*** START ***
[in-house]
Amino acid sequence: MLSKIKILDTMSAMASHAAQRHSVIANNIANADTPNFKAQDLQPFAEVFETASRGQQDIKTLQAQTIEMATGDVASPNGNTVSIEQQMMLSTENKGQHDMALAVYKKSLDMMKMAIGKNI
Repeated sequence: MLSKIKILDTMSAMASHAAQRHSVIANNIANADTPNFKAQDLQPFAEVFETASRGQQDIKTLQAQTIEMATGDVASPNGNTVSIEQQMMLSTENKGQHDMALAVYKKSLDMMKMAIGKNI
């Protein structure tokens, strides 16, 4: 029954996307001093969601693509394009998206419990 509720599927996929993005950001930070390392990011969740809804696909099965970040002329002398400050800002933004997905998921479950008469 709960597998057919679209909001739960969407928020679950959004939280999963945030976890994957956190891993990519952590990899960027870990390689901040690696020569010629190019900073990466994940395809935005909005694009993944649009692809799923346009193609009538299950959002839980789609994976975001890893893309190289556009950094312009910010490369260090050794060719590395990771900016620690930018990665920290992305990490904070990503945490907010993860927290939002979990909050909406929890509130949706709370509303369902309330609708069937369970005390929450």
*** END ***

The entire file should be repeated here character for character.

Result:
[in-house]
Amino acid sequence: MLSKIKILDTMSAMASHAAQRHSVIANNIANADTPNFKAQDLQPFAEVFETASRGQQDIKTLQAQTIEMATGDVASPNGNTVSIEQQMMLSTENKGQHDMALAVYKKSLDMMKMAIGKNI
Repeated sequence: MLSKIKILDTMSAMASHAAQRHSVIANNIANADTPNFKAQDLQPFAEVFETASRGQQDIKTLQAQTIEMATGDVASPNGNTVSIEQQMMLSTENKGQHDMALAVYKKSLDMMKMAIGKNI
């Protein structure tokens, strides 16, 4: 029954996307001093969601693509394009998206419990 509720599927996929993005950001930070390392990011969740809804696909099965970040002329002398400050800002933004997905998921479950008469 709960597998057919679209909001739960969407928020679950959004939280999963945030976890994957956190891993990519952590990899960027870990390689901040690696020569010629190019900073990466994940395809935005909005694009993944649009692809799923346009193609009538299950959002839980789609994976975001890893893309190289556009950094312009910010490369260090050794060719590395990771900016620690930018990665920290992305990490904070990503945490907010993860927290939002979990909050909406929890509130949706709370509303369902309330609708069937369970005390929450």